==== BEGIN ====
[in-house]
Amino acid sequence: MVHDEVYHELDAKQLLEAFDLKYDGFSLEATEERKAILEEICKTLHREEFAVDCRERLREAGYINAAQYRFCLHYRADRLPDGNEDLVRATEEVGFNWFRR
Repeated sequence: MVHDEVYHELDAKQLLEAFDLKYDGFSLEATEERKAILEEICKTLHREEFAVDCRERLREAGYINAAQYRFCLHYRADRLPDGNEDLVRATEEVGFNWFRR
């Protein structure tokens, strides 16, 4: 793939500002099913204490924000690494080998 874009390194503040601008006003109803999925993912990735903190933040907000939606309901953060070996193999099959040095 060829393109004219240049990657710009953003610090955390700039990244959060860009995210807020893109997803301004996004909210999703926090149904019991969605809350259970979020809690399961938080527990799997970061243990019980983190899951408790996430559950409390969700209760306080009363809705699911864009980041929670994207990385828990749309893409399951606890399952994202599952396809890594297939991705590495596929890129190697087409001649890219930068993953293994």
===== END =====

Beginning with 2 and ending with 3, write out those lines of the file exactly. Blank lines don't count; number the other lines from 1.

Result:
Amino acid sequence: MVHDEVYHELDAKQLLEAFDLKYDGFSLEATEERKAILEEICKTLHREEFAVDCRERLREAGYINAAQYRFCLHYRADRLPDGNEDLVRATEEVGFNWFRR
Repeated sequence: MVHDEVYHELDAKQLLEAFDLKYDGFSLEATEERKAILEEICKTLHREEFAVDCRERLREAGYINAAQYRFCLHYRADRLPDGNEDLVRATEEVGFNWFRR